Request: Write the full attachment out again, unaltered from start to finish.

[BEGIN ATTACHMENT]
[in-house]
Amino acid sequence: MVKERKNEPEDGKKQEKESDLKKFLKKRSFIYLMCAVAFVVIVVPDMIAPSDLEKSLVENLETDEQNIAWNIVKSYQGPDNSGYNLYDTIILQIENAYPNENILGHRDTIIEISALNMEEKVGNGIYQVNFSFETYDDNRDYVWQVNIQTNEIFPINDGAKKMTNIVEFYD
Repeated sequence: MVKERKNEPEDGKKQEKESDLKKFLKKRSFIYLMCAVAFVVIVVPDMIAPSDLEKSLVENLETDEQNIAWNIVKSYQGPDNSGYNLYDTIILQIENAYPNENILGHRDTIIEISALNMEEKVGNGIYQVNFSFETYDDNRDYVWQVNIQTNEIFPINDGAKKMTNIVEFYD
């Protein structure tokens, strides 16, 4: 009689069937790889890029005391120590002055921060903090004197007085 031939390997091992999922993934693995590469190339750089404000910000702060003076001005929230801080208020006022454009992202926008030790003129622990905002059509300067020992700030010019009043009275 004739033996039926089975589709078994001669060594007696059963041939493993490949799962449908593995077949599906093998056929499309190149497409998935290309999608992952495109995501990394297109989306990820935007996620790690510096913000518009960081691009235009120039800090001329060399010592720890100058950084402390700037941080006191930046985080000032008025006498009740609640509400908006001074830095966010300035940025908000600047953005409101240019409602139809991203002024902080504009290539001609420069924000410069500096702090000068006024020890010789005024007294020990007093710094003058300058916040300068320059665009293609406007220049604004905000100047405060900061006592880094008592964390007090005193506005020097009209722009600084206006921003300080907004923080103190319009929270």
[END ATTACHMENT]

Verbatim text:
[in-house]
Amino acid sequence: MVKERKNEPEDGKKQEKESDLKKFLKKRSFIYLMCAVAFVVIVVPDMIAPSDLEKSLVENLETDEQNIAWNIVKSYQGPDNSGYNLYDTIILQIENAYPNENILGHRDTIIEISALNMEEKVGNGIYQVNFSFETYDDNRDYVWQVNIQTNEIFPINDGAKKMTNIVEFYD
Repeated sequence: MVKERKNEPEDGKKQEKESDLKKFLKKRSFIYLMCAVAFVVIVVPDMIAPSDLEKSLVENLETDEQNIAWNIVKSYQGPDNSGYNLYDTIILQIENAYPNENILGHRDTIIEISALNMEEKVGNGIYQVNFSFETYDDNRDYVWQVNIQTNEIFPINDGAKKMTNIVEFYD
């Protein structure tokens, strides 16, 4: 009689069937790889890029005391120590002055921060903090004197007085 031939390997091992999922993934693995590469190339750089404000910000702060003076001005929230801080208020006022454009992202926008030790003129622990905002059509300067020992700030010019009043009275 004739033996039926089975589709078994001669060594007696059963041939493993490949799962449908593995077949599906093998056929499309190149497409998935290309999608992952495109995501990394297109989306990820935007996620790690510096913000518009960081691009235009120039800090001329060399010592720890100058950084402390700037941080006191930046985080000032008025006498009740609640509400908006001074830095966010300035940025908000600047953005409101240019409602139809991203002024902080504009290539001609420069924000410069500096702090000068006024020890010789005024007294020990007093710094003058300058916040300068320059665009293609406007220049604004905000100047405060900061006592880094008592964390007090005193506005020097009209722009600084206006921003300080907004923080103190319009929270």